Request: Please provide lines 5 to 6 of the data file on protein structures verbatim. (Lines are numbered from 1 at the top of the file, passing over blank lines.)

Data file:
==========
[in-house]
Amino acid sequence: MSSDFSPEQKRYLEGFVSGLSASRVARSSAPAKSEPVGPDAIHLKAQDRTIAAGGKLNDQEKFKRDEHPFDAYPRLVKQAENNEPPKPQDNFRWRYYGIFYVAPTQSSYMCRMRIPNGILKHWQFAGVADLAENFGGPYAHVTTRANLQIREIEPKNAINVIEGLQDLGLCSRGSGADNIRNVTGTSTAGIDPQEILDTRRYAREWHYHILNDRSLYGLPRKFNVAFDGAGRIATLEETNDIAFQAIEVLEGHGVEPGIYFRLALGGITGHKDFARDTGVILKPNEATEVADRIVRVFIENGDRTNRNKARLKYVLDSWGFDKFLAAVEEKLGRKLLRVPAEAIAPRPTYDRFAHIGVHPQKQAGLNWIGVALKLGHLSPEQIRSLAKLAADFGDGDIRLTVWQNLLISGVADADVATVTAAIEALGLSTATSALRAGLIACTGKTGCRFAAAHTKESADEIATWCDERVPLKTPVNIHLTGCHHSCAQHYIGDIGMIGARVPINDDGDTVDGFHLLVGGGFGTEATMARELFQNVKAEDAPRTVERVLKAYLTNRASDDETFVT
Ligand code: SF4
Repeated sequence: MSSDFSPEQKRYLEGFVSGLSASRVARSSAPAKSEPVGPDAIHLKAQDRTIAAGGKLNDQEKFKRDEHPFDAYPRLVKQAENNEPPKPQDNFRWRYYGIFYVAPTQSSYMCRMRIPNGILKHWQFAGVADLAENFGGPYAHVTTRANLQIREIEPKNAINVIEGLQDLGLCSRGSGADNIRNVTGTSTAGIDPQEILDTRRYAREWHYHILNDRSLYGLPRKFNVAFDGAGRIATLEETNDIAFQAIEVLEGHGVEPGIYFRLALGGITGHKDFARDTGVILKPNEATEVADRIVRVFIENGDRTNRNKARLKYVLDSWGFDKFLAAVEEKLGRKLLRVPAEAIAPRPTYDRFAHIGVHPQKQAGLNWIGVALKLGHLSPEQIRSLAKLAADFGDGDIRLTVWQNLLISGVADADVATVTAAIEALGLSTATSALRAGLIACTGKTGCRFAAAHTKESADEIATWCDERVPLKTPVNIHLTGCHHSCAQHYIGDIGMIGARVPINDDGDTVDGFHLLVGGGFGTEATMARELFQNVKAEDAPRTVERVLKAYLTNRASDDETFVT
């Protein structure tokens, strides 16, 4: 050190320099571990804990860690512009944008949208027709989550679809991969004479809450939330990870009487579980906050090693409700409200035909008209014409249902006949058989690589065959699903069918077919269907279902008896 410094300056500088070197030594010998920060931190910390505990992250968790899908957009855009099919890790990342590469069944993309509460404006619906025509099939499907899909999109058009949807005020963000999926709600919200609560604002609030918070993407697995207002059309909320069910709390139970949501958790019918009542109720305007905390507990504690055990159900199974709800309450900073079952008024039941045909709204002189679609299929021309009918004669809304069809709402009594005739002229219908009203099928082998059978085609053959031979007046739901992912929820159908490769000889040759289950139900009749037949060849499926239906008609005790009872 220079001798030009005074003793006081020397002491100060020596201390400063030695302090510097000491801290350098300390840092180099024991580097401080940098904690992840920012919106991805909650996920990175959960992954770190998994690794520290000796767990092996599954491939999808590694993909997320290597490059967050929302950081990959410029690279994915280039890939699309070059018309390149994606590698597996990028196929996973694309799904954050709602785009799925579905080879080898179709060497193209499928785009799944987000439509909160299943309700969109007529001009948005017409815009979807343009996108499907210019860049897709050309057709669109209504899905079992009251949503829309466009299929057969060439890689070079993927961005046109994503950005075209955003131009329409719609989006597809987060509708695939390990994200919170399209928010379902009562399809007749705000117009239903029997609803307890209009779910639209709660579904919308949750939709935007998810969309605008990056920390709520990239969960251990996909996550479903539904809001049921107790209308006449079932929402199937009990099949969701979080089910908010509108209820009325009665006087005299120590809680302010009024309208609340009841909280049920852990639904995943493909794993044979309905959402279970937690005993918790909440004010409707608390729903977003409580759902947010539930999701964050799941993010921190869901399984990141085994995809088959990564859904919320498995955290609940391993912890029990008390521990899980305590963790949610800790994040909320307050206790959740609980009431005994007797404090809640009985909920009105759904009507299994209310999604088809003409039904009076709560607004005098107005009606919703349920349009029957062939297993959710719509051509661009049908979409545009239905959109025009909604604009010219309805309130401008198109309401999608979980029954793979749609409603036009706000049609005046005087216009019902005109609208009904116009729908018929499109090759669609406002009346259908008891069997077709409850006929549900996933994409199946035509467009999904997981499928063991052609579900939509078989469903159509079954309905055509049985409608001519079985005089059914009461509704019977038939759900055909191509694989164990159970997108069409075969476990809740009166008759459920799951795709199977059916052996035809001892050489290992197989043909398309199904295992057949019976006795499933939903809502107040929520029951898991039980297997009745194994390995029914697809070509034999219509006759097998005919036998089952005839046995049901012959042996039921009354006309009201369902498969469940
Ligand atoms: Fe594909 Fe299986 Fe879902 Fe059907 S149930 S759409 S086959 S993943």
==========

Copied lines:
């Protein structure tokens, strides 16, 4: 050190320099571990804990860690512009944008949208027709989550679809991969004479809450939330990870009487579980906050090693409700409200035909008209014409249902006949058989690589065959699903069918077919269907279902008896 410094300056500088070197030594010998920060931190910390505990992250968790899908957009855009099919890790990342590469069944993309509460404006619906025509099939499907899909999109058009949807005020963000999926709600919200609560604002609030918070993407697995207002059309909320069910709390139970949501958790019918009542109720305007905390507990504690055990159900199974709800309450900073079952008024039941045909709204002189679609299929021309009918004669809304069809709402009594005739002229219908009203099928082998059978085609053959031979007046739901992912929820159908490769000889040759289950139900009749037949060849499926239906008609005790009872 220079001798030009005074003793006081020397002491100060020596201390400063030695302090510097000491801290350098300390840092180099024991580097401080940098904690992840920012919106991805909650996920990175959960992954770190998994690794520290000796767990092996599954491939999808590694993909997320290597490059967050929302950081990959410029690279994915280039890939699309070059018309390149994606590698597996990028196929996973694309799904954050709602785009799925579905080879080898179709060497193209499928785009799944987000439509909160299943309700969109007529001009948005017409815009979807343009996108499907210019860049897709050309057709669109209504899905079992009251949503829309466009299929057969060439890689070079993927961005046109994503950005075209955003131009329409719609989006597809987060509708695939390990994200919170399209928010379902009562399809007749705000117009239903029997609803307890209009779910639209709660579904919308949750939709935007998810969309605008990056920390709520990239969960251990996909996550479903539904809001049921107790209308006449079932929402199937009990099949969701979080089910908010509108209820009325009665006087005299120590809680302010009024309208609340009841909280049920852990639904995943493909794993044979309905959402279970937690005993918790909440004010409707608390729903977003409580759902947010539930999701964050799941993010921190869901399984990141085994995809088959990564859904919320498995955290609940391993912890029990008390521990899980305590963790949610800790994040909320307050206790959740609980009431005994007797404090809640009985909920009105759904009507299994209310999604088809003409039904009076709560607004005098107005009606919703349920349009029957062939297993959710719509051509661009049908979409545009239905959109025009909604604009010219309805309130401008198109309401999608979980029954793979749609409603036009706000049609005046005087216009019902005109609208009904116009729908018929499109090759669609406002009346259908008891069997077709409850006929549900996933994409199946035509467009999904997981499928063991052609579900939509078989469903159509079954309905055509049985409608001519079985005089059914009461509704019977038939759900055909191509694989164990159970997108069409075969476990809740009166008759459920799951795709199977059916052996035809001892050489290992197989043909398309199904295992057949019976006795499933939903809502107040929520029951898991039980297997009745194994390995029914697809070509034999219509006759097998005919036998089952005839046995049901012959042996039921009354006309009201369902498969469940
Ligand atoms: Fe594909 Fe299986 Fe879902 Fe059907 S149930 S759409 S086959 S993943």